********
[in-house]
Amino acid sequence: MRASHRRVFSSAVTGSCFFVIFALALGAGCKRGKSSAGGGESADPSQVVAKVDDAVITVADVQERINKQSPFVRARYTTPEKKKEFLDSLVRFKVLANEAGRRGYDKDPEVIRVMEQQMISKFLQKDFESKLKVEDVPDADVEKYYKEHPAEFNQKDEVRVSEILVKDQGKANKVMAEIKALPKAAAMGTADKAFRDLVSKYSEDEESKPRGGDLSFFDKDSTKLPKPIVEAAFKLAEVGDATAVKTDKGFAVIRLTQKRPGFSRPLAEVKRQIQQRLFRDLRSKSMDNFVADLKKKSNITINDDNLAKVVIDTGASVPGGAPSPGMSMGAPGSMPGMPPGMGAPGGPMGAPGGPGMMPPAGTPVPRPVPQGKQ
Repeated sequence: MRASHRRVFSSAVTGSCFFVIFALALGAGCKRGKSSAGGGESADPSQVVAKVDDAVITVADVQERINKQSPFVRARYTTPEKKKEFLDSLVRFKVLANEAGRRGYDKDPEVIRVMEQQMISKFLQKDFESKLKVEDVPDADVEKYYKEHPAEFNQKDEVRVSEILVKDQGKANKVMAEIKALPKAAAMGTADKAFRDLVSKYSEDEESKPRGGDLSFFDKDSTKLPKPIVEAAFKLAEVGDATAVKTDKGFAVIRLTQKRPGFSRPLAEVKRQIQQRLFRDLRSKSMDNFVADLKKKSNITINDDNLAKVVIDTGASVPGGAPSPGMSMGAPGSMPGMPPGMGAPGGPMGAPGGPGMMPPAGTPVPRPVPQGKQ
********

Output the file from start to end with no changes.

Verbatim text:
[in-house]
Amino acid sequence: MRASHRRVFSSAVTGSCFFVIFALALGAGCKRGKSSAGGGESADPSQVVAKVDDAVITVADVQERINKQSPFVRARYTTPEKKKEFLDSLVRFKVLANEAGRRGYDKDPEVIRVMEQQMISKFLQKDFESKLKVEDVPDADVEKYYKEHPAEFNQKDEVRVSEILVKDQGKANKVMAEIKALPKAAAMGTADKAFRDLVSKYSEDEESKPRGGDLSFFDKDSTKLPKPIVEAAFKLAEVGDATAVKTDKGFAVIRLTQKRPGFSRPLAEVKRQIQQRLFRDLRSKSMDNFVADLKKKSNITINDDNLAKVVIDTGASVPGGAPSPGMSMGAPGSMPGMPPGMGAPGGPMGAPGGPGMMPPAGTPVPRPVPQGKQ
Repeated sequence: MRASHRRVFSSAVTGSCFFVIFALALGAGCKRGKSSAGGGESADPSQVVAKVDDAVITVADVQERINKQSPFVRARYTTPEKKKEFLDSLVRFKVLANEAGRRGYDKDPEVIRVMEQQMISKFLQKDFESKLKVEDVPDADVEKYYKEHPAEFNQKDEVRVSEILVKDQGKANKVMAEIKALPKAAAMGTADKAFRDLVSKYSEDEESKPRGGDLSFFDKDSTKLPKPIVEAAFKLAEVGDATAVKTDKGFAVIRLTQKRPGFSRPLAEVKRQIQQRLFRDLRSKSMDNFVADLKKKSNITINDDNLAKVVIDTGASVPGGAPSPGMSMGAPGSMPGMPPGMGAPGGPMGAPGGPGMMPPAGTPVPRPVPQGKQ